CURRENT ARTICLE • November 21st, 2014

Six Things That Make College Teachers Successful

By: in Faculty Development, Teaching Careers

1. Study the knowledge base of teaching and learning.

You have chosen to teach in higher education because you are a subject-matter specialist with a tremendous knowledge of your discipline. As you enter or continue your career, there is another field of knowledge you need to know: teaching and learning. What we know about teaching and learning continues to grow dramatically. It includes developing effective instructional strategies, reaching today’s students, and teaching with technology. Where is this knowledge base? Books, articles in pedagogical periodicals, newsletters, conferences, and online resources provide ample help. Take advantage of your institution’s center for teaching and learning or other professional development resources.

OTHER RECENT ARTICLES


November 20 - Thinking Horizontally and Vertically About Blended Learning

By: in Distance Learning Administration

Blended learning has gone from being an interesting new hybrid of traditional and online courses to being an expected part of American education. When the Sloan Consortium last studied blended learning in 2007, it found “a lot of room for growth” in the market for blended courses. It found “consumer preference for online and blended delivery far exceeds reported experience,” indicating that demand was ahead of supply at that point.


November 19 - Teaching Practices Inventory Provides Tool to Help You Examine Your Teaching

By: in Teaching Professor Blog

Here’s a great resource: the Teaching Practices Inventory. It’s an inventory that lists and scores the extent to which research-based teaching practices are being used. It’s been developed for use in math and science courses, but researchers Carl Wieman and Sarah Gilbert suggest it can be used in engineering and social sciences courses, although they have not tested it there. I suspect it has an even wider application. Most of the items on the inventory are or could be practiced in most disciplines and programs.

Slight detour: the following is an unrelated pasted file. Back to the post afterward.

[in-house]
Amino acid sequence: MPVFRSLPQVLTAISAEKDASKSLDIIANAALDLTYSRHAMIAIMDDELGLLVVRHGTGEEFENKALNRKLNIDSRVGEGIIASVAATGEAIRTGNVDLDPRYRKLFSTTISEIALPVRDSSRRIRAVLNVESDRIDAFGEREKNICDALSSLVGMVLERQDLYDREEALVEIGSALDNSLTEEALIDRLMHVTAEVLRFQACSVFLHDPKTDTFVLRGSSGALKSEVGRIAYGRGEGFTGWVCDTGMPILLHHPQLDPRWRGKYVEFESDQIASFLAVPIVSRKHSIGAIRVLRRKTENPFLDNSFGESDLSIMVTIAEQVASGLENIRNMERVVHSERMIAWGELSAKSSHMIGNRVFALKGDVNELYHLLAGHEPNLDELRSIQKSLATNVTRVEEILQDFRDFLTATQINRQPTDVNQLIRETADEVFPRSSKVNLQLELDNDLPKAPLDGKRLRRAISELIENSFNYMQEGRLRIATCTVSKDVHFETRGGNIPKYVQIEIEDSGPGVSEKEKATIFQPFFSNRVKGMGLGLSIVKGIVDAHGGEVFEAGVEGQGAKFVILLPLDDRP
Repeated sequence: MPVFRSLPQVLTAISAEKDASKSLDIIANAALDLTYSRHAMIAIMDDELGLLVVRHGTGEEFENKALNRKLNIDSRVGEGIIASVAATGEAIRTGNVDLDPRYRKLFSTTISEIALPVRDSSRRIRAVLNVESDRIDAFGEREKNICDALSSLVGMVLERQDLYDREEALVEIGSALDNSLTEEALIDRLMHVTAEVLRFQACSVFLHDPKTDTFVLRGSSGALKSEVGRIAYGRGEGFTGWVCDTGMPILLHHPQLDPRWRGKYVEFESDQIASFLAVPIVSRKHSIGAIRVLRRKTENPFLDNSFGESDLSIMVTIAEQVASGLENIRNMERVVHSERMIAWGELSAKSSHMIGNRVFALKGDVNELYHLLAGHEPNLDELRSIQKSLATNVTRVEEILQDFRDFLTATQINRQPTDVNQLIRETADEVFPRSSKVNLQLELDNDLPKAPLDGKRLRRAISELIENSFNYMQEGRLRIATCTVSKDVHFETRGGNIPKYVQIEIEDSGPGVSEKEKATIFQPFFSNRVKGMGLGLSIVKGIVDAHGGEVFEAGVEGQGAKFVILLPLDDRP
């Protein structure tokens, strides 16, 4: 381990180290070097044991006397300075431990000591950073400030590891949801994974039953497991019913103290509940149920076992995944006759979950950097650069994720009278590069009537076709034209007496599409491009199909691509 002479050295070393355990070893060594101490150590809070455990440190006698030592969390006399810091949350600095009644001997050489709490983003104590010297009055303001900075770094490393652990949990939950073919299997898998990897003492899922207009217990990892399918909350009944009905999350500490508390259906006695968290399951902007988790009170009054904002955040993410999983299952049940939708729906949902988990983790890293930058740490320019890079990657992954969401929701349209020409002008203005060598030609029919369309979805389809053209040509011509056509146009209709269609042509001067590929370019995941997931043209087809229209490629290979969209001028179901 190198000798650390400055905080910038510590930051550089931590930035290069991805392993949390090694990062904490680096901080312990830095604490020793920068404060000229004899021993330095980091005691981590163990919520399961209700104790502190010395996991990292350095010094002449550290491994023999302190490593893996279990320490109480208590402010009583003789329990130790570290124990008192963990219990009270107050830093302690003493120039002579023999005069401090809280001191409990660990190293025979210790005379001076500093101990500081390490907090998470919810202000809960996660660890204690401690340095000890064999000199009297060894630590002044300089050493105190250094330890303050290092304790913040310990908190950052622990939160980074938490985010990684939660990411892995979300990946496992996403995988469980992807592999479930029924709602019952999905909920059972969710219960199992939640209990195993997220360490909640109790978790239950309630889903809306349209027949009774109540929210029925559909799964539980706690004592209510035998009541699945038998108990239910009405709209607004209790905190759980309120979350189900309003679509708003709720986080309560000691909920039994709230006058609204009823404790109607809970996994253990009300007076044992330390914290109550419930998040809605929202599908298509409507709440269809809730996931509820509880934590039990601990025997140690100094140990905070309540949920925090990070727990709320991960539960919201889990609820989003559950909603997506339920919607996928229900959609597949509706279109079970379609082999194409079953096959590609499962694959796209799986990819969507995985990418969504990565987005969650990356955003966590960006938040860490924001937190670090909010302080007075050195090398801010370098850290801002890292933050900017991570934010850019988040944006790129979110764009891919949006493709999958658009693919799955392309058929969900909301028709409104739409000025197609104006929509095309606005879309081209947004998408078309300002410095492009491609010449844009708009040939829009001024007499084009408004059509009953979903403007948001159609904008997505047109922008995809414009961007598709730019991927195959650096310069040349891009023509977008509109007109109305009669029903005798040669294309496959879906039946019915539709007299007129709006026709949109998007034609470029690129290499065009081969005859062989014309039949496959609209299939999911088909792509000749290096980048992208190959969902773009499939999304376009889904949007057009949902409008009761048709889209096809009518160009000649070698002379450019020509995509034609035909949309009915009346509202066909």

November 18 - New Faculty Survey Finds More Learner-Centered Teaching, Less Lecturing

By: in Teaching and Learning

A survey of undergraduate teaching faculty has identified a shift toward more learner-centered teaching practices and a corresponding move away from lectures and other teacher-centered styles.


November 17 - Why You Read Like an Expert – and Why Your Students Probably Don’t

By: in Teaching and Learning

A recent experience in class left me a bit rattled, and made me wonder if I’ve long been trying to teach an impossible skill. It confronted me with a fundamental question: What’s teachable, and what do students simply have to figure out on their own with the passage of time?


November 14 - What We Can Learn from Unsuccessful Online Students

By: in Online Education

There are many studies that look at how online students differ from those in face-to-face classes in terms of performance, satisfaction, engagement, and other factors. It is well-known that online course completion rates tend to be lower than those for traditional classes. But relatively little is known about what the unsuccessful online student has to say about his or her own experience and how they would improve online learning. Yet these insights can be vital for distance educators.


November 13 - More Efficient Meetings Lead to More Effective Decisions

By: in Academic Leadership

According to John Tropman, professor of social work at the University of Michigan and author of Making Meetings Work: Achieving High Quality Group Decisions, well-run meetings consist of three elements: announcements, decisions, and brainstorming. This straightforward structure belies the lived experience of many who endure long, seemingly pointless meetings that accomplish little.

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